Folk intuitions about the causal theory of perception

Download Edit this record How to cite View on PhilPapers
It is widely held by philosophers not only that there is a causal condition on perception but also that the causal condition is a conceptual truth about perception. One influential line of argument for this claim is based on intuitive responses to a style of thought experiment popularized by Grice. Given the significance of these thought experiments to the literature, it is important to see whether the folk in fact respond to these cases in the way that philosophers assume they should. We test folk intuitions regarding the causal theory of perception by asking our participants to what extent they agree that they would ‘see’ an object in various Gricean scenarios. We find that the intuitions of the folk do not strongly support the causal condition; they at most strongly support a ‘no blocker’ condition. We argue that this is problematic for the claim that the causal condition is a conceptual truth.
PhilPapers/Archive ID
Revision history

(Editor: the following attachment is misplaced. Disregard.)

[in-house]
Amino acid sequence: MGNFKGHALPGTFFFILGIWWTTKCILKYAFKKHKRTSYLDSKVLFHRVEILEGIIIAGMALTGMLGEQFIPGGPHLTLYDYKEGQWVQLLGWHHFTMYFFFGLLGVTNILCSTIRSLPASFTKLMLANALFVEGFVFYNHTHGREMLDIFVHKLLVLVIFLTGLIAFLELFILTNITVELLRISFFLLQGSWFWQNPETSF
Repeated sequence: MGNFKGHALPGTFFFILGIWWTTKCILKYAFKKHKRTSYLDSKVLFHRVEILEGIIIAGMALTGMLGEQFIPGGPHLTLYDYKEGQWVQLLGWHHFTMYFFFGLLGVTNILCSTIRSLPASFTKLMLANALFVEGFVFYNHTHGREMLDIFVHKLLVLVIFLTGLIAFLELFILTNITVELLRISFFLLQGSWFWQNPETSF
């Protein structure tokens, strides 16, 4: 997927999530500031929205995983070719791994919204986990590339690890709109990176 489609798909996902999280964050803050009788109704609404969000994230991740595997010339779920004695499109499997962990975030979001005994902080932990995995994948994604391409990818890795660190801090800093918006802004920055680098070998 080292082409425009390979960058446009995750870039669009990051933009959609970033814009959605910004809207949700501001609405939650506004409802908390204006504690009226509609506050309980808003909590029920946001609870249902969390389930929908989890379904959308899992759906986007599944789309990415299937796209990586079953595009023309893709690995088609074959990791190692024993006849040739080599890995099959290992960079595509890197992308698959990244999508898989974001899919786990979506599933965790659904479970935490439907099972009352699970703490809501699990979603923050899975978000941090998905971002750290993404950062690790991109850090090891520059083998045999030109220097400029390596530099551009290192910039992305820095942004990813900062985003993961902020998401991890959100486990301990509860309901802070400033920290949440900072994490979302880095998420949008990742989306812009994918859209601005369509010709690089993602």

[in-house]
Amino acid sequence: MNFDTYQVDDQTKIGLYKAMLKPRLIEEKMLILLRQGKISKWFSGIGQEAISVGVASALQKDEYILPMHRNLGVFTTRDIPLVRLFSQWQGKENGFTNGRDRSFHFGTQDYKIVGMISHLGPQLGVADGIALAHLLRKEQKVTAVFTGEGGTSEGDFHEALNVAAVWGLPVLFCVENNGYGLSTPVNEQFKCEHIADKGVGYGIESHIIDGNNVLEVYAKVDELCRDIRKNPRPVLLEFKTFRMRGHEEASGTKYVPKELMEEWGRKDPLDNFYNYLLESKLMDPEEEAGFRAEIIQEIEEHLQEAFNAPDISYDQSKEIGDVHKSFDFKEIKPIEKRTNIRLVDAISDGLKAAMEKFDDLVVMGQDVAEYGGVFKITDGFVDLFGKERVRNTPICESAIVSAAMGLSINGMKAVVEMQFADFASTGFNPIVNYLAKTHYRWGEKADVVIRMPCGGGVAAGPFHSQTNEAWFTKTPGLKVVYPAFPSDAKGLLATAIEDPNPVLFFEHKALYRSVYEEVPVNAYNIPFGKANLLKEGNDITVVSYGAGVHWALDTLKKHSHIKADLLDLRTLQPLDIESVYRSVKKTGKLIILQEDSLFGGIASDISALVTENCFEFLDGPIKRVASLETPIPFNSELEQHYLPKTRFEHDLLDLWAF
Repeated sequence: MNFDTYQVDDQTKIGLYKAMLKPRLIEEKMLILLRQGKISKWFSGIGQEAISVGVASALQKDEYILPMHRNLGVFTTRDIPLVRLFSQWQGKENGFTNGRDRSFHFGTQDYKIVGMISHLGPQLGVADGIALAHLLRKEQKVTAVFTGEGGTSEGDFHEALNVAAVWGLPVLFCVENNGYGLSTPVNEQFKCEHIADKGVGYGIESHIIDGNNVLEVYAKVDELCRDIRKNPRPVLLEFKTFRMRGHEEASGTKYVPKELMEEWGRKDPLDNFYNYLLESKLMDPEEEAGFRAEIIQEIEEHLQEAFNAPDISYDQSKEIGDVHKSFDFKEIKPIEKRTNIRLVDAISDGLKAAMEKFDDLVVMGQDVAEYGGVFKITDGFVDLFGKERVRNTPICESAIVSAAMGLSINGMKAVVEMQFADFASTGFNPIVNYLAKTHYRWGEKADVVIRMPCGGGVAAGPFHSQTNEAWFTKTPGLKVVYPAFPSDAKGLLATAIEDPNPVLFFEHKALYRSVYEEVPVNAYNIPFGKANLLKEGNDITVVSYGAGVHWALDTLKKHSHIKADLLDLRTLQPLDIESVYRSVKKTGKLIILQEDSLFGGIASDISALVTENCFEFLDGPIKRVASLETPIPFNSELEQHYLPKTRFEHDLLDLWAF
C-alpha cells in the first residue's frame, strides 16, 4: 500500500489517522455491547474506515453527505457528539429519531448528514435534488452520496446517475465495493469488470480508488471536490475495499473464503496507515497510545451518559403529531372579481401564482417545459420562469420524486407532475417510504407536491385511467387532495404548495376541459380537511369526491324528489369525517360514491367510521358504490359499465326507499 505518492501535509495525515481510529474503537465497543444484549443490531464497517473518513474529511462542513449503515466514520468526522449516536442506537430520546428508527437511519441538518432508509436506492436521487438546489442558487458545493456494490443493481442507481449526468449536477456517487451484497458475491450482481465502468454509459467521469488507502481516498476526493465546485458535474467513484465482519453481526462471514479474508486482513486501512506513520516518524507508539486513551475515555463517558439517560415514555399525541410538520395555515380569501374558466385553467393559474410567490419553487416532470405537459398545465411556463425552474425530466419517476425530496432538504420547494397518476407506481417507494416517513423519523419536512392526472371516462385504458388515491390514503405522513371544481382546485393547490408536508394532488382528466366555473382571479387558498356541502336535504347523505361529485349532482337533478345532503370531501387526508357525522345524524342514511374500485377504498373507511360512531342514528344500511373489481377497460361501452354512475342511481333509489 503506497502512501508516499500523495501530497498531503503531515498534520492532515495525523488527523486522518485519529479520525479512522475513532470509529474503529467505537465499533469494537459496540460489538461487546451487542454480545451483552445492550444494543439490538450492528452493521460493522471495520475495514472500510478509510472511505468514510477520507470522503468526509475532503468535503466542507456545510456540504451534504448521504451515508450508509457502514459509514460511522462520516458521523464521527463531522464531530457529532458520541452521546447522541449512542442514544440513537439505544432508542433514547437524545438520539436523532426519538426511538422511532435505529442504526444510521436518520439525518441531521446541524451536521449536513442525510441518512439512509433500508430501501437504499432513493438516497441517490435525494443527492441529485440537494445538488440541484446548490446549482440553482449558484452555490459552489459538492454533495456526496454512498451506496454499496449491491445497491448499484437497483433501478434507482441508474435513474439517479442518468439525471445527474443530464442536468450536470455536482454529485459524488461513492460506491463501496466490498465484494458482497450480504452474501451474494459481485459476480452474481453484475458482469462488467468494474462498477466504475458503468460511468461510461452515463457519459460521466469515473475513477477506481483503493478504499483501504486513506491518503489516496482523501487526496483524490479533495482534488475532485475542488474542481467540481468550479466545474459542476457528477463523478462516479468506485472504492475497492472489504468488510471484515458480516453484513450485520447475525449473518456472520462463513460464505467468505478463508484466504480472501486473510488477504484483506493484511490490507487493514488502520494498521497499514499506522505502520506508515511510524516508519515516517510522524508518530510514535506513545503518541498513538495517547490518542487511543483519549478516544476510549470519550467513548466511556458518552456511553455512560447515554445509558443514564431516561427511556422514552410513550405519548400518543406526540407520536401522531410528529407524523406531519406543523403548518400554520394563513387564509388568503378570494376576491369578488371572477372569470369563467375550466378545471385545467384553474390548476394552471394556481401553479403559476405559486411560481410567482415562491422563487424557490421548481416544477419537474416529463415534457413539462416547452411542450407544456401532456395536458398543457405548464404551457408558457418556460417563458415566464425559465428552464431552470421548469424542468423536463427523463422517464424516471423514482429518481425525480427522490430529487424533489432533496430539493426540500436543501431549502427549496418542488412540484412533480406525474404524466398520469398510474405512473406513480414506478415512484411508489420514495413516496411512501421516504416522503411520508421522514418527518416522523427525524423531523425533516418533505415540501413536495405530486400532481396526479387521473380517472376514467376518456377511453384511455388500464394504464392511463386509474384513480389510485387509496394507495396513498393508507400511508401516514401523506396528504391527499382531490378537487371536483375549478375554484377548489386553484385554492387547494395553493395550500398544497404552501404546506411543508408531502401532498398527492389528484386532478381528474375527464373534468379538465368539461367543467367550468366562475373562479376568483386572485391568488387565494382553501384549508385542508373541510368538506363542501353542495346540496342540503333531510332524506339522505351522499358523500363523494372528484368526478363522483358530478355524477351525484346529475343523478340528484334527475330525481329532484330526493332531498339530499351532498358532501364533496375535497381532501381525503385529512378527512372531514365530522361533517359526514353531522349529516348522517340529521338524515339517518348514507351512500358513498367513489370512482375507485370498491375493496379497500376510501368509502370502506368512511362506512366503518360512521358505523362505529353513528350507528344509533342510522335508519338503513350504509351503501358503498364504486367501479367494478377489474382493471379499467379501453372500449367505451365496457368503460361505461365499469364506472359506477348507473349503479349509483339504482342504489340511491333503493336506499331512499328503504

First archival date: 2016-10-26
Latest version: 6 (2017-02-08)
View upload history
References found in this work BETA
Normativity and Epistemic Intuitions.Weinberg, Jonathan M.; Nichols, Shaun & Stich, Stephen

View all 31 references / Add more references

Citations of this work BETA
Folk Core Beliefs About Color.Roberts, Pendaran & Schmidtke, Kelly Ann
Reporting in Experimental Philosophy: Current Standards and Recommendations for Future Practice.Polonioli, Andrea; Vega-Mendoza, Mariana; Blankinship, Brittany & Carmel, David

Add more citations

Added to PP index

Total views
315 ( #14,255 of 50,280 )

Recent downloads (6 months)
32 ( #19,406 of 50,280 )

How can I increase my downloads?

Downloads since first upload
This graph includes both downloads from PhilArchive and clicks to external links.